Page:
Trail

Sentinel Dome, Yosemite National Park, California

El Portal, CA
Length: 2.20 mi.
Type: Out & Back

About This Trail

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ACTIVITIES: Hiking, climbing, camping

LENGTH OF HIKE: 2.2 miles round trip

OUT AND BACK OR LOOP: Out and back

DIFFICULTY OF TERRAIN: Moderate

ELEVATION GAIN: 400 feet

PARKING FEE/PASS: Yes

TOILETS: Yes, at trailhead

CHANGING TABLE: No

NURSING BENCHES: No

DOGS ALLOWED: No

CELL RECEPTION: Unknown

DRINKING WATER AVAILABLE: No

POTENTIAL CHILD OR BABY HAZARDS: Steep cliffs

GEAR SUGGESTIONS: Sun hat, hiking poles are useful.

Looking for stunning views of both Yosemite Falls and Half Dome on a trail hike instead of a pavement “highway” that most of the tourists are on? This is a short venture that is not accessible in the winter because the road is closed, so you will want to check road conditions and make sure all snow has melted before venturing in.

It’s a short out and back that will put you at just over 2 miles with 400 feet of  elevation climb but it over 2 miles with 400 feet of elevation climb, but it
will be well worth it for the amazing views. Right on the dome, there’s the sad  remains of the famous tree from Ansel Adams’s photos. The dead, twisted tree at the top was one of the most well-known trees in the world and photographed by many. Sadly, it died from drought in the 1970s despite people hiking in water to try and save it.

From here, you can also hike to Glacier Point, or Taft Point is also accessible from the same parking lot if the hike wasn’t long enough for you. If you do this hike, try to get to the dome when the sun is in the east or overhead. You can get a good look  at the middle section of Yosemite Falls, which is completely hidden when you see it from the valley.

While this hike might be a carrier hike for some families, it is walkable for a confident 4-year-old with the short distance. “We did this one when our little guy was a baby, but I’m pretty sure he’d like the challenge of the final ascent now at 4 years old,” says Hike it Baby ambassador Ryan Idryo.

The trail itself is well marked and well trod. There are many interesting sections with rocks and trees that will keep your toddler interested. When you come to the end, the climb will be a challenge for a hiking toddler. But it’s pretty short, so bring a carrier for this section and expect to go slow if you are carrying.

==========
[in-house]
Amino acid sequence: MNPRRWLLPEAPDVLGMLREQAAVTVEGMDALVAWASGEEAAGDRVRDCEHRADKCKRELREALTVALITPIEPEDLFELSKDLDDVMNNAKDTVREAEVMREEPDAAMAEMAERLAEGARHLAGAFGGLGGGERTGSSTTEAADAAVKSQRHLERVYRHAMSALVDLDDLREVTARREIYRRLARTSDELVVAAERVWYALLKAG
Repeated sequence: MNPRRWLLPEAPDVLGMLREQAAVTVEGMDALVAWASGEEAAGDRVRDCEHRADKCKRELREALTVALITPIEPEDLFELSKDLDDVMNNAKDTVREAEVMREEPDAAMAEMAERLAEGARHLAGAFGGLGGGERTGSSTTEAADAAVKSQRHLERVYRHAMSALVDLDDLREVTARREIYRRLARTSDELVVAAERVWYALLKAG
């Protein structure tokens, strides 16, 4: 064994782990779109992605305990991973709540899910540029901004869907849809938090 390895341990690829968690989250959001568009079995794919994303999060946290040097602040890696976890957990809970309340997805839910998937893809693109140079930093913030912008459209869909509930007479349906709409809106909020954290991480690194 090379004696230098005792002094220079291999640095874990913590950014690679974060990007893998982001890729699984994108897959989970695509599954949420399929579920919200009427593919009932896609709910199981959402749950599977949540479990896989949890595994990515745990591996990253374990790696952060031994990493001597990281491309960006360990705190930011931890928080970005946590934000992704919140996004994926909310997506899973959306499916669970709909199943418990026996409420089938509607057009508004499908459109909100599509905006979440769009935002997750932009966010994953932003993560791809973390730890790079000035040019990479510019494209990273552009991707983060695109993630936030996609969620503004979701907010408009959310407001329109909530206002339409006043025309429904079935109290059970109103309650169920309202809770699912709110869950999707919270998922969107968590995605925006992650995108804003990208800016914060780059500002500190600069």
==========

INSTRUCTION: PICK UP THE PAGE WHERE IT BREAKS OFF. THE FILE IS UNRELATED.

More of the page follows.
Another thing to consider with a little one on this hike is that it’s very exposed at the top and can be windy and sunny. Ryan says this initially upset his 9-month-old, but once they got him over the fear of the whipping wind, all was well. A piece of  advice: Keep a close watch on a walking kid in the steep sections.

As the parking lot serves two semipopular trails, it is frequently full in the summer and you have to park where you can. This isn’t a drive-up viewpoint, nor is it in the valley, so it will be less crowded than the most popular locations. May through October is a good time to visit Yosemite, but keep in mind that there are around 4
million people visiting this park a year with the peak time being between June and August. Consider hitting the shoulder months like April, when snow is melting and the crowds haven’t come yet. Camping requires planning, so if you are unable to get a spot right away, keep calling back until you can secure a cancellation.

WHY IT’S A FAVORITE
“The top of Sentinel Dome has an amazing view. You can see out of Yosemite Valley into central California as well as deeper into Yosemite and  all of the surrounding mountains, and some of the Valley’s key sights—Yosemite Falls, Half Dome, Nevada Falls, Cloud’s Rest, and North Dome. Some of the views are similar to Glacier Point, but this area feels a lot wilder because you didn’t just drive up to it. There are lots of places to explore and plenty of room to get a little space to yourself.” — RYAN IDRYO

INSIDER’S TIP
There’s a huge Jeffrey pine tree along the trail. If you stick your nose into the cracks in the bark, it smells just like butterscotch. Heading to the dome, the tree is on the  left side about 2/3 mile from the trailhead, just after a thick fallen tree also on the left side.

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Trail Features

Seasons Fall, Spring, and Summer
Surface type Dirt
Elevation gain 400 ft.
Stroller friendly No
ADA accessible No
Water fountains No
Bathrooms Yes
Cell reception None
Pet friendly No
Nearby convenience store No
Camping Nearby No
Emergency support
within 5 miles
No

Trail highlights

Camping Nearby

Trail Contributor

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Hike it Baby Trail Guide is managed by the Family Trail Guide team. If a trail has been “abandoned” by the initial owner, it gets adopted by the team. Also, if there are no trails in the area, the Family Trail Guide team researches trails that are family friendly in the area to insure that hikes cover all areas where Hike it Baby hikes.

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